Here’s a photo I took this past weekend while in NYC visiting some friends…
This photo IS big enough for the both of us...
I really like this photo. Granted, I did take it, but compositionally, as well.
Here’s why I like it:
1. Rule of Thirds. The rule of thirds isn’t a rule so much, as it is a guideline. Basically, the gist is that the subject of a photo shouldn’t have to be in the center of the photo. If you drew a grid, splitting the frame into thirds, vertically and horizontally, the subject should lie somewhere along those lines, or at the intersection of those lines. I think I could have done a little better shifting the frame to the left to align the subjects on the thirds. But, if I did it perfect, maybe it wouldn’t be as interesting.
2. Foreground/Background. The 2 subjects make up the Foreground (Patty) and the Background (Pat). It adds more to the photo having the viewers eye scan the photo between the foreground and background. Patty, being closer, in the foreground, draws more attention, while Pat, being in the background, doesn’t draw as much attention. However, as he is looking directly at the camera, and Patty is looking away, it shifts the attention to him, creating a nice tug of war with the the viewers attention. Also, the line from the window frame creates a nice separation of the foreground from the background.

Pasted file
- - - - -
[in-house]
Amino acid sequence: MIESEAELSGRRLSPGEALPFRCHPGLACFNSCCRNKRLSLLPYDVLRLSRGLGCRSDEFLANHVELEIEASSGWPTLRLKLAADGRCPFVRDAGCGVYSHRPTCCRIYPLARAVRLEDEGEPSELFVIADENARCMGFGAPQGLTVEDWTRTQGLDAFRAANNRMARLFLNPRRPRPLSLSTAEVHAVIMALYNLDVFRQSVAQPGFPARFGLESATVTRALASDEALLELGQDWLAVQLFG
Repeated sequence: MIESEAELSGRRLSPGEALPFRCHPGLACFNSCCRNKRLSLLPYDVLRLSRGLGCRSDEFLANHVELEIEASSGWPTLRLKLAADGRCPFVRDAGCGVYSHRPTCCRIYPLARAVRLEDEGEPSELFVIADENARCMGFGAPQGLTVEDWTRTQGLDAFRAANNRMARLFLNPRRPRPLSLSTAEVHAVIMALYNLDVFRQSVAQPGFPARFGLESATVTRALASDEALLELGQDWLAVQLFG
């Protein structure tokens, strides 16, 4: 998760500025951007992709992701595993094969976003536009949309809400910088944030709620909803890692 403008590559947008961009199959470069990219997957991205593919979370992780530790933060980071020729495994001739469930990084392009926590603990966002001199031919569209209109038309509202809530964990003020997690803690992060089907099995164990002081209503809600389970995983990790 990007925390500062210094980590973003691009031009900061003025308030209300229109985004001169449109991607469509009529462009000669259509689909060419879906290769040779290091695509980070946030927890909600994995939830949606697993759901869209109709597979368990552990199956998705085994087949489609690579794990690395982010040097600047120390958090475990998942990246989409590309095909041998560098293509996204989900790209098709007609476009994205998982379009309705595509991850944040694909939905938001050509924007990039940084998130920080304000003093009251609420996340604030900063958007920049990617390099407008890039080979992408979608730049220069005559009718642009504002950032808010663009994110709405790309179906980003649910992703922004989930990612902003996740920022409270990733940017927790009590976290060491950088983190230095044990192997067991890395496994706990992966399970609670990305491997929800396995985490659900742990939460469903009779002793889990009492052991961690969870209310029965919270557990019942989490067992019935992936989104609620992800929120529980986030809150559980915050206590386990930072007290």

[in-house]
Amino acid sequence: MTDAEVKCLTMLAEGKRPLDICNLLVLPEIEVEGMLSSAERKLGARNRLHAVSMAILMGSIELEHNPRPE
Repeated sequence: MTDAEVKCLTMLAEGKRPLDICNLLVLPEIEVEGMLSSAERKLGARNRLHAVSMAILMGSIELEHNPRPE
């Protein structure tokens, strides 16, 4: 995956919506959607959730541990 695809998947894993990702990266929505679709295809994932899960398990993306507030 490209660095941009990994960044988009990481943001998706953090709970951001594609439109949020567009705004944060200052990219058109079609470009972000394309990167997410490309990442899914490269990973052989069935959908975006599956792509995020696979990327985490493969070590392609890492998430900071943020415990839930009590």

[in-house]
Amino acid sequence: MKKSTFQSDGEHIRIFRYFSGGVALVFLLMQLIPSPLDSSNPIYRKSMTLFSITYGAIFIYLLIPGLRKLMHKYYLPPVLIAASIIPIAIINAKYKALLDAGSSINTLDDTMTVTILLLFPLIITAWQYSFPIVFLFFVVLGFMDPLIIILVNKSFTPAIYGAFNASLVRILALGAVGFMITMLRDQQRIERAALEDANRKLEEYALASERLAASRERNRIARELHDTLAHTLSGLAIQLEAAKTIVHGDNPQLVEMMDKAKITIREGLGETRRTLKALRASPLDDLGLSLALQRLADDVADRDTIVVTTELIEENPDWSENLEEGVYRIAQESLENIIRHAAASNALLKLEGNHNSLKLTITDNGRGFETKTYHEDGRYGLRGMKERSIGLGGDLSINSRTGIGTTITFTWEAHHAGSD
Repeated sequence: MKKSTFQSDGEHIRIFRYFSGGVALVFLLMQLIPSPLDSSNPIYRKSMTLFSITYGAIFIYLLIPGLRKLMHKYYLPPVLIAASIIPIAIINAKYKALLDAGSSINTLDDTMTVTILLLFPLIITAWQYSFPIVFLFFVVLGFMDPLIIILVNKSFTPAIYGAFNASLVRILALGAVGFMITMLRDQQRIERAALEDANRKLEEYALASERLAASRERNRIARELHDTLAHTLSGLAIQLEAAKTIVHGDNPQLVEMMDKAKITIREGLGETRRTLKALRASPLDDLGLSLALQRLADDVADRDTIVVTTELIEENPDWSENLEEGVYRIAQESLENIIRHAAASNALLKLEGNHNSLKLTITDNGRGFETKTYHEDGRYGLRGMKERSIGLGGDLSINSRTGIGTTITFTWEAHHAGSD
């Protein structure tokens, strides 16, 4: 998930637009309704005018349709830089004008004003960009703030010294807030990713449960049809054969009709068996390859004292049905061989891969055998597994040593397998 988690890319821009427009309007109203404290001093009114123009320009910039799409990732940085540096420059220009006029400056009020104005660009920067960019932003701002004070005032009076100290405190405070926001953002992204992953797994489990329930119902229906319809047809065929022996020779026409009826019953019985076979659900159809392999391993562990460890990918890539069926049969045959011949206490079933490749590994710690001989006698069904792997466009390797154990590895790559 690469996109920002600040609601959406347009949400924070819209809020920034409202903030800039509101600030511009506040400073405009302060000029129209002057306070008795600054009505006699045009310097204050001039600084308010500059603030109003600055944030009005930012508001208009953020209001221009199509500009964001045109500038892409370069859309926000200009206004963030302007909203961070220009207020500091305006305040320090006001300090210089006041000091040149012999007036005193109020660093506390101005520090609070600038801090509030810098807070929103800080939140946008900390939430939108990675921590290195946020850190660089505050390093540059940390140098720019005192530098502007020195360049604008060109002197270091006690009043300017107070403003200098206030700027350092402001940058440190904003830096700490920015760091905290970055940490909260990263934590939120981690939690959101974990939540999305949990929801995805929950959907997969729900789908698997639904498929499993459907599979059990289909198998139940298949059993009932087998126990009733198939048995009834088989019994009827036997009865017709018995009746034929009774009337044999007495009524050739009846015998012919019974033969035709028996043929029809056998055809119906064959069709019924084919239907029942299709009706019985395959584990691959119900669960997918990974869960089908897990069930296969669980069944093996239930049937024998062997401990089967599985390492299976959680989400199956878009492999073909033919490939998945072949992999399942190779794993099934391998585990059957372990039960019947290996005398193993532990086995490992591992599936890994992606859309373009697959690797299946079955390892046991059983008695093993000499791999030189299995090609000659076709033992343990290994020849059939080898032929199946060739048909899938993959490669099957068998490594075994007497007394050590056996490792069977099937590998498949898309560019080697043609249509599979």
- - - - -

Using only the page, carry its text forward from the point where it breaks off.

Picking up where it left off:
3. Treatment. The photo isn’t a portrait. It’s more or less a candid shot, which does well with a black&white/desaturated color treatment; reminiscent of a snapshot in time, a moment frozen and plucked from a the slideshow of my life. This was done in post processing; adjusted curves, contrast, saturation, and cropping.
In no way am I saying that I planned any of this beforehand; but there is a beauty in unposed, candid shots. And considering that the subjects in the photo are both my friends, it makes the photo all the more interesting for me; so it just works. Photos don’t need to be analyzed in this way to make sense; sometimes photos just work, whether or not they follow any sort of guidelines.